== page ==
Authorities have euthanized a PIT BULL after it recently attacked two children, including a 7-year-old girl who received 50-75 stitches and will need plastic surgery.
Alecia Finch suffered severe cuts to her face and a torus or "buckle" fracture to her left arm when a 1 1/2-year-old pit bull attacked her Sept. 2 while playing in the back yard of a home on First Street, said her mother, Amber Garner.
Alecia is healing, and undergoing treatment, but she missed her first week of second grade at Vandercook Lake's Townsend Elementary, Garner said. Emotionally, Garner said her daughter is scared and is very self conscious.
"She's a girl who cares about how she looks at 7 years old," Garner said. "She hates for me to try to take pictures of her now because she said she's not pretty."
The dog, Max, had bitten a 12-year-old boy about an 90 minutes before he turned on Alecia, according to a Jackson police report. One of the dog's owners called 911 at 3:25 p.m. to report the incident and the 12-year-old was taken to the hospital. He was receiving stitches in his right arm when a second 911 call came in, stating the dog had bitten Alecia at 5 p.m., the police report said.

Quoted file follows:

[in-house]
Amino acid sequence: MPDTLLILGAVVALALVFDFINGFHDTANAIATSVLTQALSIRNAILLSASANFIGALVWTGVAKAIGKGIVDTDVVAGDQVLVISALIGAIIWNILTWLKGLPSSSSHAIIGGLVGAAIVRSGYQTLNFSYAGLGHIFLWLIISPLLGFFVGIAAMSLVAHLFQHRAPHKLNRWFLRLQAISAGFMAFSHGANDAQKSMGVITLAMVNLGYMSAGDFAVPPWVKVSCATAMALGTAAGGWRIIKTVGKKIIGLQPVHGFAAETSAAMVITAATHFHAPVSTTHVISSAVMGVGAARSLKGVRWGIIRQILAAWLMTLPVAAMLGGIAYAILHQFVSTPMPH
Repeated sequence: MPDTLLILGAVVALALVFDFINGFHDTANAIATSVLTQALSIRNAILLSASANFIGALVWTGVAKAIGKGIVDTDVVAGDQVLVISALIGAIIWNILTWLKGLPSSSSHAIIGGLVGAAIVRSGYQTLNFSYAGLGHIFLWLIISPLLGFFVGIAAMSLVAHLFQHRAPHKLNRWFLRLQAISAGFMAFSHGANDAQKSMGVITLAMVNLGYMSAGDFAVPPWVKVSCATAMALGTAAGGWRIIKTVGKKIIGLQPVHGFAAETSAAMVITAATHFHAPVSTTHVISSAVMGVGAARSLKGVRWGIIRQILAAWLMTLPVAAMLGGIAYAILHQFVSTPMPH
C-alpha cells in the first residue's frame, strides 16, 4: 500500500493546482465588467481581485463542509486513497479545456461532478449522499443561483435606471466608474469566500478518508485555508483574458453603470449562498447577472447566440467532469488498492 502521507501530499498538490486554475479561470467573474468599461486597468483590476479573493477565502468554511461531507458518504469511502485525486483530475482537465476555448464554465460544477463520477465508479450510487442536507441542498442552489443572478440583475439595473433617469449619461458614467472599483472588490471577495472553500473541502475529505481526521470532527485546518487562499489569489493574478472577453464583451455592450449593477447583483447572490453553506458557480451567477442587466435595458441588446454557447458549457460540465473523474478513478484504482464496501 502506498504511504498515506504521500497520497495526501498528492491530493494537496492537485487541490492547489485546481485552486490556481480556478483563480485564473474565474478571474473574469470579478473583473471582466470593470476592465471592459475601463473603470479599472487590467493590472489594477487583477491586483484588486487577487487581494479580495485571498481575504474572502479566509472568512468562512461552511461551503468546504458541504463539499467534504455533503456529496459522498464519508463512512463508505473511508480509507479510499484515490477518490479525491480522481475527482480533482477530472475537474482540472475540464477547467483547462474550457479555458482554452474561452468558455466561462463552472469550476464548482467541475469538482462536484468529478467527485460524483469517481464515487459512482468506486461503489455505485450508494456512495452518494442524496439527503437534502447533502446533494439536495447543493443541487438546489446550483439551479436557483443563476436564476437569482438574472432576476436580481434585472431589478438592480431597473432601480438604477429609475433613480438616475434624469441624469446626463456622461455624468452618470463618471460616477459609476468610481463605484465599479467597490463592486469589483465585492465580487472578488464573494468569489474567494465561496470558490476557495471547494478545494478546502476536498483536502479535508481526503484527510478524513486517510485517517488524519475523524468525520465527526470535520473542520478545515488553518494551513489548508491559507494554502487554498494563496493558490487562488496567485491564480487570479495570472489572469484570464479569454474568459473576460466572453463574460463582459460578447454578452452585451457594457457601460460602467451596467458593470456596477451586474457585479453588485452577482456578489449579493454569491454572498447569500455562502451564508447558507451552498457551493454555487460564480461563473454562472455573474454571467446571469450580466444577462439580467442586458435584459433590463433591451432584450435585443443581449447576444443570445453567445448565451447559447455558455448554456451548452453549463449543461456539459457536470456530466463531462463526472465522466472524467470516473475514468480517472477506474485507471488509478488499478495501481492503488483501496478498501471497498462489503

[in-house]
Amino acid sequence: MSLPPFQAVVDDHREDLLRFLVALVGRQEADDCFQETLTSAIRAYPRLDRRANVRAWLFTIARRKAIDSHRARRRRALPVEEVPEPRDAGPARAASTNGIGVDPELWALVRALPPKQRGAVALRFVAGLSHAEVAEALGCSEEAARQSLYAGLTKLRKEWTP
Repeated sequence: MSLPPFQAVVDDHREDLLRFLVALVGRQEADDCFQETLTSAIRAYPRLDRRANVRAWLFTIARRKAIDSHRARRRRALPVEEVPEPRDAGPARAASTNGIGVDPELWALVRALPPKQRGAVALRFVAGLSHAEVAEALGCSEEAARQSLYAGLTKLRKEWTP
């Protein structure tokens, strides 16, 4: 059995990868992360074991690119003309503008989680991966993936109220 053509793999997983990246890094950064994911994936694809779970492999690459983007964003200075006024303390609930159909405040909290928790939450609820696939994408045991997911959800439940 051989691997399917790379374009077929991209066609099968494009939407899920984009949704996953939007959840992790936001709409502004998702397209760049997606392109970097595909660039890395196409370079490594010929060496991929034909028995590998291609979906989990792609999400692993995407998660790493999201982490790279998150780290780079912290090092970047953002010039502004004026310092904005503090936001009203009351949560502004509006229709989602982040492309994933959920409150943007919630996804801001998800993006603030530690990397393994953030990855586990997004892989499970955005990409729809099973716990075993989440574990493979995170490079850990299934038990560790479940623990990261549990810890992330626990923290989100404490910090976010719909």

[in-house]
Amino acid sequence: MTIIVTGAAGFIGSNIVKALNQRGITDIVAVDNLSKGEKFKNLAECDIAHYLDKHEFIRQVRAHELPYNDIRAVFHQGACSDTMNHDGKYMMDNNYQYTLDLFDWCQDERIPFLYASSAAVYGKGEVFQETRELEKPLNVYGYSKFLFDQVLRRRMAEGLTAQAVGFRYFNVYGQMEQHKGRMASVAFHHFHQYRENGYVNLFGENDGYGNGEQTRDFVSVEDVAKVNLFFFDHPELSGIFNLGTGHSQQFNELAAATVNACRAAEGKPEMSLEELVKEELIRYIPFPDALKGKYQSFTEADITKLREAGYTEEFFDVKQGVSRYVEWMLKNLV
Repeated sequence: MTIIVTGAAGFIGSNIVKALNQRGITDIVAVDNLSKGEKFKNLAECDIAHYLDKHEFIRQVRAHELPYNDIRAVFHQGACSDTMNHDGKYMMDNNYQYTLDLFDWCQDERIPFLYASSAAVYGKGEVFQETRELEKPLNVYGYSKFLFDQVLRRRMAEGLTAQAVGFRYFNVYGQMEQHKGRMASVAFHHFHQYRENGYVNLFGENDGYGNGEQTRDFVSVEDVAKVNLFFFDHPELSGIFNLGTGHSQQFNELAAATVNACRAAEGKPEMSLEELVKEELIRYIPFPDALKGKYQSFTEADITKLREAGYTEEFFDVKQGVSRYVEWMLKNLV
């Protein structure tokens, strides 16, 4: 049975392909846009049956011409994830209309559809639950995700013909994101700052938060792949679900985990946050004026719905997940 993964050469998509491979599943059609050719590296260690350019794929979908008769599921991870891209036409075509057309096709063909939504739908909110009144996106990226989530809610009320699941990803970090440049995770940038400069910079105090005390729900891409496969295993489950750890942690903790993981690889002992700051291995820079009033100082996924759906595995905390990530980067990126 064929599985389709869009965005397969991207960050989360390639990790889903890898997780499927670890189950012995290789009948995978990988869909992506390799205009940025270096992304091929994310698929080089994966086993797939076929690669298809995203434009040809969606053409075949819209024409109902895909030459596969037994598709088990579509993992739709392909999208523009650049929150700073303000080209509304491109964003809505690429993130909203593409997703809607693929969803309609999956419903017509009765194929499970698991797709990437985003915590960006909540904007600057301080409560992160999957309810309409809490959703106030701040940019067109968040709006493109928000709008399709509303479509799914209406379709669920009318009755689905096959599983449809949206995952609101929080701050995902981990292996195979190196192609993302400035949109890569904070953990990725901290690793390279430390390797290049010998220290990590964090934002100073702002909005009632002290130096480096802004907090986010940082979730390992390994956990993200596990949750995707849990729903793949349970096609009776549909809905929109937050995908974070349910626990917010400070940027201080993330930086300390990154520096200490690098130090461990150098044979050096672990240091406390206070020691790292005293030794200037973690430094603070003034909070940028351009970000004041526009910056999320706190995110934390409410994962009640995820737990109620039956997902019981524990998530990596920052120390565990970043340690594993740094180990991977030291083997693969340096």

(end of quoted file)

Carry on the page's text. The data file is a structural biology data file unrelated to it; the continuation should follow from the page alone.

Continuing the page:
Jackson police Officer Dean Schuette Jr. wrote that both dog owners, a man and a woman, were cooperative. The owners told Schuette they had owned Max since he was 4 weeks old. They also own a 1-year-old female pit bull named Peaches, the report said. After the first attack, Max was moved to the backyard on a chain, the report said. Alecia was attacked while petting Peaches when Max unexpectedly knocked her to the ground, biting her face and arm before she was able to crawl away.
Garner said she went to Allegiance Health shortly after the attack and doctors told her Alecia would need to be transferred to C.S. Mott Children's Hospital in Ann Arbor where she would undergo plastic surgery on her face and receive 50 to 75 stitches. Alecia also needed several rounds of rabies shots as the dog was not vaccinated, Garner said.
Meanwhile, Max was taken to the Jackson County Animal Shelter where he was held for 10 days under quarantine and then euthanized, said Sandy Clark, lead shelter attendant at the Jackson County Animal Shelter.
Clark said it would be "legally, morally and ethically" inappropriate to try to find a new home for Max given his history. The Jackson County Prosecutor's Office is reviewing the incident.
Garner said while Alecia is healing quickly, she may have suffered permanent nerve damage around her mouth. Doctors are considering the use of steroid injections to stimulate those muscles, she said.
"Everybody always said, 'It's a family dog, it won't bite.' I just want people to know they can't be so certain what that dog will do, because at the end of the day, you can't trust that animal," Garner said.